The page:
5. Estadio Azteca – Mexico City, Mexico

Club América is one of the most successful teams in Mexico, and it’s definitely worth a trip to watch them play Chivas Guadalajara, another of the country’s best and América’s most bitter rivals. But the real reason to come to this stadium is for international matches. The Mexico national soccer team, nicknamed El Tri, rarely ever loses a game at its home stadium, largely due to the intimidating atmosphere in the stands, which hold more than 95,000 spectators. Even when El Tri isn’t playing, history gets made. The Azteca, the first stadium to host two World Cup finals, has given the world some of the most famous moments in soccer. In 1970, Italy beat West Germany 4-3 in what’s known as the “Game of the Century,” while 1986 brought not only the “Goal of the Century” from Diego Maradona, but his infamous “Hand of God” incident against England.

4. Türk Telekom Arena – Istanbul, Turkey

Once the holders of the Guinness Book of World Records title for the loudest crowd noise at a sporting event, now Galatasaray fans behave as though they’re determined to take back their crown. The Türk Telekom Arena isn’t one of the biggest in the sport, holding just over 50,000, but the cim bom faithful know how to create a fantastic atmosphere. Galatasaray supporters are also partial to fire, so keep an eye out for flares and flames coming from the sections that house the hardcore fans. For those lucky enough to score a ticket to the Intercontinental Derby, when city rivals Fenerbahçe come to visit, huge displays of choreography and massive banners exalting Galatasaray are to be expected. Expect to be entertained by antics on the pitch as well, as tempers flare there’s usually at least one sending off.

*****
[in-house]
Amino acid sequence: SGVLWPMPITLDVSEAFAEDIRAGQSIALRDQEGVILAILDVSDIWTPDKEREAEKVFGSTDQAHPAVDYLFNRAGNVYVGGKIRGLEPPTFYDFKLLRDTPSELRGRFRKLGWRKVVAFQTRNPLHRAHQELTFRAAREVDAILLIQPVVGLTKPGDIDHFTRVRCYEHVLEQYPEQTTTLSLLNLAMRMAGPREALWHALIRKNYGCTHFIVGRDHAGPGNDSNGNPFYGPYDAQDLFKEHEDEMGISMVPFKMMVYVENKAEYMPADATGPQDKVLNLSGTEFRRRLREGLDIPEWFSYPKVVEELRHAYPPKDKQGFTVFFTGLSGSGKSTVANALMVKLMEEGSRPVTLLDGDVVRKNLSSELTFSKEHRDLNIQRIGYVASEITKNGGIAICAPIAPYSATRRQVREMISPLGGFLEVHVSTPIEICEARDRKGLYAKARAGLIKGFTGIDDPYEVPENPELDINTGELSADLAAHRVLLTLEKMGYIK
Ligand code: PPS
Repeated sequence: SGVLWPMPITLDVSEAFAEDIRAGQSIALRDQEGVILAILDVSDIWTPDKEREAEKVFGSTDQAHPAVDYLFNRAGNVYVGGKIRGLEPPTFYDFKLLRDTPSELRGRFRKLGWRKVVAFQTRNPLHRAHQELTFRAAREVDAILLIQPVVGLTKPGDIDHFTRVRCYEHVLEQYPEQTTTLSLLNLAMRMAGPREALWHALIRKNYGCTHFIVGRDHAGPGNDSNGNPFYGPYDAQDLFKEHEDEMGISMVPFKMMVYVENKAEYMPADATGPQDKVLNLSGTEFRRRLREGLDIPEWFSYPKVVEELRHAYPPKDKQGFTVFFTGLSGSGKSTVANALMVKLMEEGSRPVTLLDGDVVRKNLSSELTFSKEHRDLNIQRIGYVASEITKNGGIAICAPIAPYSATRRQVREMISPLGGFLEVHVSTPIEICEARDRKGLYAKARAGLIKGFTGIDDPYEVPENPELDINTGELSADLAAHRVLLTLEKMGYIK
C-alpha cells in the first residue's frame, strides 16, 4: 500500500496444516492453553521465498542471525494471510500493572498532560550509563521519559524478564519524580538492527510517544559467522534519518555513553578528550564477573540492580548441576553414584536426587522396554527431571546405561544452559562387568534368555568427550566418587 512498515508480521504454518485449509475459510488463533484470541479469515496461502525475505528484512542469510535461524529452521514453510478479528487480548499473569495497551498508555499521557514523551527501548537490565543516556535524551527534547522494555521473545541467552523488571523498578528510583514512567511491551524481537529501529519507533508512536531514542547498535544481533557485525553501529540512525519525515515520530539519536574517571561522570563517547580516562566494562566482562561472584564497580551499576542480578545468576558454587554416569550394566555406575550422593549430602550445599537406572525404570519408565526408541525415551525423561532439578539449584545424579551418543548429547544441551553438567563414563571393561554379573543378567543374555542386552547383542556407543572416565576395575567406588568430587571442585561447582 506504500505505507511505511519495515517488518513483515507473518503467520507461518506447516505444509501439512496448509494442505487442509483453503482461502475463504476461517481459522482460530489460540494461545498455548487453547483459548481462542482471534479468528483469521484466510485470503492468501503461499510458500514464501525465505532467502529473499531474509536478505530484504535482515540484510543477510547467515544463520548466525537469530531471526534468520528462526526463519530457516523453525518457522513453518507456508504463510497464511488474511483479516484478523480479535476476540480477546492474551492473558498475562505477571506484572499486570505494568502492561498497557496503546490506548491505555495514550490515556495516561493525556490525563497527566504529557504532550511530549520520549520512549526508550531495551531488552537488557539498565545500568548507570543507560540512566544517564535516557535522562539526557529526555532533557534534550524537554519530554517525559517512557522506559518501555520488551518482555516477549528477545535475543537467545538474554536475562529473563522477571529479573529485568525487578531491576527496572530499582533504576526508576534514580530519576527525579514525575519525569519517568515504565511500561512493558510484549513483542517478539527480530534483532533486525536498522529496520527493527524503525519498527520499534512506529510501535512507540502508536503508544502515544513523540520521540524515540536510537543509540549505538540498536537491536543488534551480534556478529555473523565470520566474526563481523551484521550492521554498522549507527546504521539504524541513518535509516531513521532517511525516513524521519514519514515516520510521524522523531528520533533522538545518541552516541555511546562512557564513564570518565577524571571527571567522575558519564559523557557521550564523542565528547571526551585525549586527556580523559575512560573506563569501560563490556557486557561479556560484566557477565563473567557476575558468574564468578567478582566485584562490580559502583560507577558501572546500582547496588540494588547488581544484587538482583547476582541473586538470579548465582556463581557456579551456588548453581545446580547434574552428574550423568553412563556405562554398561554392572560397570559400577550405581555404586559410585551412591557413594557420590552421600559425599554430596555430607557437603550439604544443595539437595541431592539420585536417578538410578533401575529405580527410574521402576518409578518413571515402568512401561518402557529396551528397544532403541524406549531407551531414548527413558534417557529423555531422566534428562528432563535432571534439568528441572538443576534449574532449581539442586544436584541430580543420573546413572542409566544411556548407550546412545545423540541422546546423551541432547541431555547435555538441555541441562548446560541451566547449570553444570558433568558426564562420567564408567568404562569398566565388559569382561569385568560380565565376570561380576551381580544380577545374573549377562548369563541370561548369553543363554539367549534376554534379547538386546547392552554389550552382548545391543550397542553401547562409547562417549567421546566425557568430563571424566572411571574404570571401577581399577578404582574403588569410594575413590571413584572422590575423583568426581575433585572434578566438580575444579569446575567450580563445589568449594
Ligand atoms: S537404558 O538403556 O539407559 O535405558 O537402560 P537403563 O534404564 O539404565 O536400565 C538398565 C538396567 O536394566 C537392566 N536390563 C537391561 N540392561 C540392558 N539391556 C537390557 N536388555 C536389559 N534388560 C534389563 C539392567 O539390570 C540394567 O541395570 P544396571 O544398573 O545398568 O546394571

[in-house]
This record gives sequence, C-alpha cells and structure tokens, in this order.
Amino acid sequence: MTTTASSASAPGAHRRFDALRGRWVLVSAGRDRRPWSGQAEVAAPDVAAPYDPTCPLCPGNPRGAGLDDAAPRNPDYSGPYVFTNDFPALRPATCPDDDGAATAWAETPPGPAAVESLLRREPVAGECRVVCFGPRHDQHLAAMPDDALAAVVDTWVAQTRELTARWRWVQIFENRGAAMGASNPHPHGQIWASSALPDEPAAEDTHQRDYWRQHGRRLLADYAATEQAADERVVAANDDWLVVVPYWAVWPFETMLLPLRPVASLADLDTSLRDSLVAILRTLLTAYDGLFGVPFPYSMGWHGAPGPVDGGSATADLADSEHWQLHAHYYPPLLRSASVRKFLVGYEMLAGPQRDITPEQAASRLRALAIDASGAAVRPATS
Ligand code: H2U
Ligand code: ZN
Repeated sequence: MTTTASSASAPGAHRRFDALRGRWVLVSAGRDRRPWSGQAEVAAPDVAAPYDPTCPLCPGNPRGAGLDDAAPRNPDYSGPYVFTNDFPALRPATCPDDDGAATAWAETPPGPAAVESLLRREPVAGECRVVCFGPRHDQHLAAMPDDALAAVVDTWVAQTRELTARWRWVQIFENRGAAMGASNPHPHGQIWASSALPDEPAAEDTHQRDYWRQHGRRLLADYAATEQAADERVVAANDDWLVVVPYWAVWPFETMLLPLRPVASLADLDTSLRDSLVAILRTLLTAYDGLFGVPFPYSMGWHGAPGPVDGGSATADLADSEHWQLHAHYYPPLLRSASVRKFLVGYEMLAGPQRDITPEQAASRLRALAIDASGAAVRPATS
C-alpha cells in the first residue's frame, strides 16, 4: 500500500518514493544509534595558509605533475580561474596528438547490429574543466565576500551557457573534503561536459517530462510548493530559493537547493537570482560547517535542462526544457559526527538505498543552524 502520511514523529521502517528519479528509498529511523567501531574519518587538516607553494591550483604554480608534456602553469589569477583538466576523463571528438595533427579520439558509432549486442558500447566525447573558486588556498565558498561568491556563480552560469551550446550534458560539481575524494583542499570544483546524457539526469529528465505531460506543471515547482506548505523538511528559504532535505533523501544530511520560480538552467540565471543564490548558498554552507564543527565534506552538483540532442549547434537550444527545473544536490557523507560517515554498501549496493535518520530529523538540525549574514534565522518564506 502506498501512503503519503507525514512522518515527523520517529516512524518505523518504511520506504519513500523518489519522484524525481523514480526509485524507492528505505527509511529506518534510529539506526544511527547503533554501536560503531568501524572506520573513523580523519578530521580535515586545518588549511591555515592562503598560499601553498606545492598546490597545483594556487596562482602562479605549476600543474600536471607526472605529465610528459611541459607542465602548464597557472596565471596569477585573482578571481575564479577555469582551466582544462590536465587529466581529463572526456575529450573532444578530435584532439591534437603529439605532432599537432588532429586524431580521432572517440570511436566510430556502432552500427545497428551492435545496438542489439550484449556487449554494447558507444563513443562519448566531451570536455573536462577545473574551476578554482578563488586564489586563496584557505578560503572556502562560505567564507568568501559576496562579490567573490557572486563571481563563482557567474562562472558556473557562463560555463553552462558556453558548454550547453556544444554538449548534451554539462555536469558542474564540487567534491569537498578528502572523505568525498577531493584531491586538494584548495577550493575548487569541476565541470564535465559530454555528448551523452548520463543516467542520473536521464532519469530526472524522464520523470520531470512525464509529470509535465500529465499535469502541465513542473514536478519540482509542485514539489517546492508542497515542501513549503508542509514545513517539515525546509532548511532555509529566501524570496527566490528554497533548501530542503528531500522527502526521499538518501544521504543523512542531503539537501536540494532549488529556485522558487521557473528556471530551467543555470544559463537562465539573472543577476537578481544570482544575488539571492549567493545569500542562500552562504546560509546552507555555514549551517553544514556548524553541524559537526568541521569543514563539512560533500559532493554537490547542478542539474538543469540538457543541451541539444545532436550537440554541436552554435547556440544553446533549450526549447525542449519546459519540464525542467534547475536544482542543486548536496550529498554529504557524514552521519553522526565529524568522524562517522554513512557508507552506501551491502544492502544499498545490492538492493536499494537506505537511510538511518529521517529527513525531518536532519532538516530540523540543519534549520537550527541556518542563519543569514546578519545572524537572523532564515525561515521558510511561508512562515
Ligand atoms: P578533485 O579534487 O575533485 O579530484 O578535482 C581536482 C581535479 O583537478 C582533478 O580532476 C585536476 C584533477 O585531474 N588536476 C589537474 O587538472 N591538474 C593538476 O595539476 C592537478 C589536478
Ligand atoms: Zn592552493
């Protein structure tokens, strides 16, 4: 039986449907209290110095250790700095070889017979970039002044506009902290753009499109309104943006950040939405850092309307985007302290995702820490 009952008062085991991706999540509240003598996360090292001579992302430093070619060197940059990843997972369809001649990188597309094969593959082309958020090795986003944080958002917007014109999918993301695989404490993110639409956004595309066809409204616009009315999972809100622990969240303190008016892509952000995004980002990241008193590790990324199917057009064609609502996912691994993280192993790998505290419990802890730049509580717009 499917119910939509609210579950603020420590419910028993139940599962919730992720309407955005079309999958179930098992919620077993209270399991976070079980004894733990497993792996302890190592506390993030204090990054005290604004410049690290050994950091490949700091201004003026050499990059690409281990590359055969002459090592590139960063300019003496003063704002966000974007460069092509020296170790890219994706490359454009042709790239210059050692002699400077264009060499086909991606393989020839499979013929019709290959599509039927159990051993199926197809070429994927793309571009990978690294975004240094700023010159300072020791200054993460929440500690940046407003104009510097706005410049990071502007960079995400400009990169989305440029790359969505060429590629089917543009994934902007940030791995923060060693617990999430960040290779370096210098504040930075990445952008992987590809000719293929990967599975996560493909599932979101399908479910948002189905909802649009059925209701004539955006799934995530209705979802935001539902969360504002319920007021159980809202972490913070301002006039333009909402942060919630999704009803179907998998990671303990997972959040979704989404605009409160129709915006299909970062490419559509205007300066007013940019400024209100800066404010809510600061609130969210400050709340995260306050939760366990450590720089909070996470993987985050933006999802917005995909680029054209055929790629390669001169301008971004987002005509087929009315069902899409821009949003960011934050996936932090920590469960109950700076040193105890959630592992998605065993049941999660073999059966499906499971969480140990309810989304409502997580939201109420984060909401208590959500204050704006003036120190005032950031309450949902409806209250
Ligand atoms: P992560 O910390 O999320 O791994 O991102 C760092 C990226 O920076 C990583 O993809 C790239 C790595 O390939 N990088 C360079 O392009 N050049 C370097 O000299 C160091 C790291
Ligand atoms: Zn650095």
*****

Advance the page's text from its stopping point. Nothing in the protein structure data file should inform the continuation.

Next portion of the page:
3. La Bombonera – Buenos Aires, Argentina

Officially named the Estadio Alberto J. Armando, this stadium is called “La Bombonera” due to the fact that it resembles a chocolate box, having originally been built in a U-shape, although the fourth side is now filled with a low stand and VIP boxes. The addition of more space for spectators along that fourth side hasn’t diminished the stadium’s acoustics. The triple-tiered stands along three sides trap the noise, aiding the 49,000 supporters in creating an atmosphere hostile to visiting teams. The smallish capacity can make tickets hard to come by, especially if Boca Juniors are playing rivals River Plate, but the experience of being among such passionate fans is worth the effort. Take time before the game to walk around La Bombonera, admiring the murals depicting important moments in Boca Juniors’ history – particularly the choosing of the club’s famed blue and yellow colors.

2. Camp Nou – Barcelona, Spain

The biggest soccer stadium that can be found outside North Korea, the Camp Nou is on nearly every serious soccer fan’s bucket list. And no wonder: the stadium plays host to one of the most successful teams in Europe and offers a stage to many of the best players on earth.The fans also demonstrate a fierce pride in Catalonia, the autonomous region in which Barcelona is located. The club’s Catalan motto, “Mes que un club”, is spelled out in the seats, the supporters sing in Catalan, and the region’s flag waves throughout the stands. If going to El Clásico, the meeting between Barça and Real Madrid, read up on the political background for some fascinating insights into the rivalry. Even without a visit from the rivals, however, visitors are certain to see some wonderful soccer played out.

1. Westfalenstadion – Dortmund, Germany

The absolute best place to go for fans who want to experience both entertaining soccer and a fantastic atmosphere. Officially named Signal Iduna Park, the Westfalenstadion is the biggest in Germany and one of the largest in Europe, holding 81,359 when both seating and standing are included. While standing is not allowed when Borussia Dortmund are playing in European tournaments, it is their standing section that is perhaps the most attractive feature of a trip to the stadium. Die Gelbe Wand, or the Yellow Wall, comprises the Westfalenstadion southern terrace. It was named so because Dortmund’s primary color is bright yellow. The wall is an intimidating sight, featuring 25,000 supporters doing their best to strike fear in the heart of the opposition. Also watch for Dortmund’s tifo, or giant banners, unfurled in impressive displays of choreography as the match begins.